Wow!!! The Savannah Rock n Roll Half Marathon was exactly the ticket I needed to pump up my adrenaline for the next phase of my winter training. So much happened in just a few days, I don't know what to talk about first!!!! This morning I thought I was going to talk about the race and the people I met there . . . and I will. But, something happened that changed my mind, my passion and my energy.
First, just a short recap of the race events. I ate too much of the wrong thing the night before the race! But, dang those homemade biscuits with honey butter were delicious!!!! However, at 2 a.m. they felt like a brick in my belly and I could not sleep for two hours. Somehow I still woke up feel refreshed and ready to run. Grrrrr . . . I want to include every detail of dinner out with some amazing women runners that I have been blessed to meet here on Sparkpeople and the hilarious moments with new roommates. They will have to be in another blog or you will not want to read 14 pages!!! I promise to get to all the good stuff.
Right now I just want to talk about running!!!! I felt good the morning of the race. The hotel we were at was just blocks from the starting line. After finding my corral, I hugged all my roommates and friends and wished them a good run. I then took a warm up jog back to the hotel to relax and use the facilities without having to stand in line in the dark outside a porta potty! On the jog back the streets are much more crowded as I waited until just 20 minutes 'til the start to head back out. My legs are feeling great and I'm rehearsing in my head what my starting pace should be and telling myself to stay focused on the run I have trained to run. I have rehearsed this run every Saturday for the past 12 weeks. I know my pace. I know my fueling needs. I know when I need to hang back and when I need to kick it. Some runners run for the social aspect, some run for the endorphin high, some run so that they can eat cupcakes . . . I run for the science of it. Yep, I am a science freak!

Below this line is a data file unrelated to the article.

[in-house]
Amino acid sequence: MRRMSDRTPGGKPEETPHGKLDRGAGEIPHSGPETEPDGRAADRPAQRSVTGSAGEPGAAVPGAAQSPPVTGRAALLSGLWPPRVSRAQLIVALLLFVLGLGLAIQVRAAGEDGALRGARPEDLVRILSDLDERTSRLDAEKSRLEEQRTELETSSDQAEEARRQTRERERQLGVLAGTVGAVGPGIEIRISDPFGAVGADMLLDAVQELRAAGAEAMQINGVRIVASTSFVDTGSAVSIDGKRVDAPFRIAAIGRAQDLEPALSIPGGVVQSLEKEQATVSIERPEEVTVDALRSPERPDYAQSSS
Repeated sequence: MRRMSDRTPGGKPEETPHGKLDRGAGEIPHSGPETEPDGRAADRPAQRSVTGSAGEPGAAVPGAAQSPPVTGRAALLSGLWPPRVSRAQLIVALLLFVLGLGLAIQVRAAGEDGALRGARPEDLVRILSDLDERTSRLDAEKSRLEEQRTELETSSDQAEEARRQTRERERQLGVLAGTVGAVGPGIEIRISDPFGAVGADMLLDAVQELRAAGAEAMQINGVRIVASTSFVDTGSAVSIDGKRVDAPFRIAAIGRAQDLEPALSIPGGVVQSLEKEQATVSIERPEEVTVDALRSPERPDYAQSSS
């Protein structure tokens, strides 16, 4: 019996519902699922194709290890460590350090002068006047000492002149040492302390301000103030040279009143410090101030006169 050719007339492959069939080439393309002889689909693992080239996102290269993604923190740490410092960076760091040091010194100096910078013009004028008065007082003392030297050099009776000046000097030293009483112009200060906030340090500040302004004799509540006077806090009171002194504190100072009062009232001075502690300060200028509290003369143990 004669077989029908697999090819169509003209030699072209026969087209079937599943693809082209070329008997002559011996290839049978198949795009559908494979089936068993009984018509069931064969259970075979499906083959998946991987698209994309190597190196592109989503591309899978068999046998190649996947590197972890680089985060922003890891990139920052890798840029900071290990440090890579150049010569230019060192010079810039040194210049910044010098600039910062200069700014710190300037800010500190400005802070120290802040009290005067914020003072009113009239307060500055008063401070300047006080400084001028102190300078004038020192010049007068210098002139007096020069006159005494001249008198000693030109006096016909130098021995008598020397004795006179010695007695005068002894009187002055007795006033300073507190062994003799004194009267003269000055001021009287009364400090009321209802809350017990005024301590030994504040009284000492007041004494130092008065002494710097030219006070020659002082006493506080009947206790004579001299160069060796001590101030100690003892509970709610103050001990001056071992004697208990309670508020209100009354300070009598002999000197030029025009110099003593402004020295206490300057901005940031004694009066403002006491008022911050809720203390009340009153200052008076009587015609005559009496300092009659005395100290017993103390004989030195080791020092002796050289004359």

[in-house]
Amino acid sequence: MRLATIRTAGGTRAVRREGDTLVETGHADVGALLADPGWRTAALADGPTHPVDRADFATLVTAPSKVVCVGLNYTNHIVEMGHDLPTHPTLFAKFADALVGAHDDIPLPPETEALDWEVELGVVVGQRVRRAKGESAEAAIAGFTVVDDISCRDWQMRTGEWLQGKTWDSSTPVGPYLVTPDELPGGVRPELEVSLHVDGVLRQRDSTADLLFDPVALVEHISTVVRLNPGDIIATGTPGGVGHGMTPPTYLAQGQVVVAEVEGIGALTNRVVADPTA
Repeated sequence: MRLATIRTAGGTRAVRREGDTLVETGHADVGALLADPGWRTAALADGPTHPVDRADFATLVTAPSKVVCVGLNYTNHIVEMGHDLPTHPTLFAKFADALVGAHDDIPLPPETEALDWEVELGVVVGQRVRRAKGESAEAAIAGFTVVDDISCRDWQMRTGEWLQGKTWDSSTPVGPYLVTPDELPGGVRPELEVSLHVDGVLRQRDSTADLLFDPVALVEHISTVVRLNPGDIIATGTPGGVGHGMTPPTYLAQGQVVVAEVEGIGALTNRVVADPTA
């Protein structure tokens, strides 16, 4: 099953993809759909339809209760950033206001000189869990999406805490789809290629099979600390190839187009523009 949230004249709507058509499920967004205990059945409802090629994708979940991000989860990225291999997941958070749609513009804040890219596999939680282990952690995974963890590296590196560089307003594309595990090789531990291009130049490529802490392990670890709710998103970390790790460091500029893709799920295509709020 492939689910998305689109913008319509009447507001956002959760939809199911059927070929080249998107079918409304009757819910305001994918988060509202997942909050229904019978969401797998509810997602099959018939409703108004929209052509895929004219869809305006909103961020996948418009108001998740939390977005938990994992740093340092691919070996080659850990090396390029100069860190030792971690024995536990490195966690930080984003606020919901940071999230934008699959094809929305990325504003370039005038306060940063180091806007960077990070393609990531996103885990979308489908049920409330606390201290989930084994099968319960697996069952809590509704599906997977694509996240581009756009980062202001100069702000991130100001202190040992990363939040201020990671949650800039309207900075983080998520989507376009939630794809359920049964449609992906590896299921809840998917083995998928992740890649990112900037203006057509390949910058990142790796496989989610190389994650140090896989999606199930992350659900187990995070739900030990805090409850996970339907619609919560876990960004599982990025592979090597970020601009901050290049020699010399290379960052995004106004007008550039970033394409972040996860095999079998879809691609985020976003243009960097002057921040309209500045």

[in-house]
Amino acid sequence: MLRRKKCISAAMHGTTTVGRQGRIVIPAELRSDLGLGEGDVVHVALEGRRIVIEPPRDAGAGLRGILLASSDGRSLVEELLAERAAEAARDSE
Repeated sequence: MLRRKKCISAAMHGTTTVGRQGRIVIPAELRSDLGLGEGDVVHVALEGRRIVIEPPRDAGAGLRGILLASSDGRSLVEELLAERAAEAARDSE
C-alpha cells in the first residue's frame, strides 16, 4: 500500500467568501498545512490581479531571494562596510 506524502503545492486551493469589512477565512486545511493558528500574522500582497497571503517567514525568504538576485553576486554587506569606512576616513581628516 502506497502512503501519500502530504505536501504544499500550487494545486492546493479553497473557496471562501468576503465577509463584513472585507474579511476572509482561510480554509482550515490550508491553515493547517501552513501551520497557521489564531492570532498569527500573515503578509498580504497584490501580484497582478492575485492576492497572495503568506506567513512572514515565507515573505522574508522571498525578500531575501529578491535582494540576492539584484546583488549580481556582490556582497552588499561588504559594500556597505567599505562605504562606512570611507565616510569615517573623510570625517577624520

I love breaking down a training plan and finding out what works when and why it works that way. I love writing new training plans and cross training plans based on the newest and best science I know and understand. I love exercise physiology and exercise kinesiology! I love being a student of what my body needs to work at it's highest potential.
Still in a race there are many variables that science, practice, training, etc cannot anticipate . . . such as weather, tripping, or in my case accidentally stopping my Garmin in mile 4-5 and not noticing until I had ran another mile and a half.
I started out with a good pace, a little faster than I wanted to be in the first three miles. I was passing more people than I was being passed by. I kept seeing a gal in the cutest running skirt (pink of course) and she and I seemed to be running a similar pace as I would pass her and then in a little bit she would pass me. Since I had never seen a skirt like hers I ran up beside her to ask where she got it . . . only to find out that she is a Spark Friend!!! She recognized me and after she smiled, I recognized her beautiful face! I am surprised she recognized me, as I do not worry about hair or make up and in no way get 'done up' to do a race. These days I hardly even worry if my clothes match! Comfort is rule one. Matching and cute are bonus.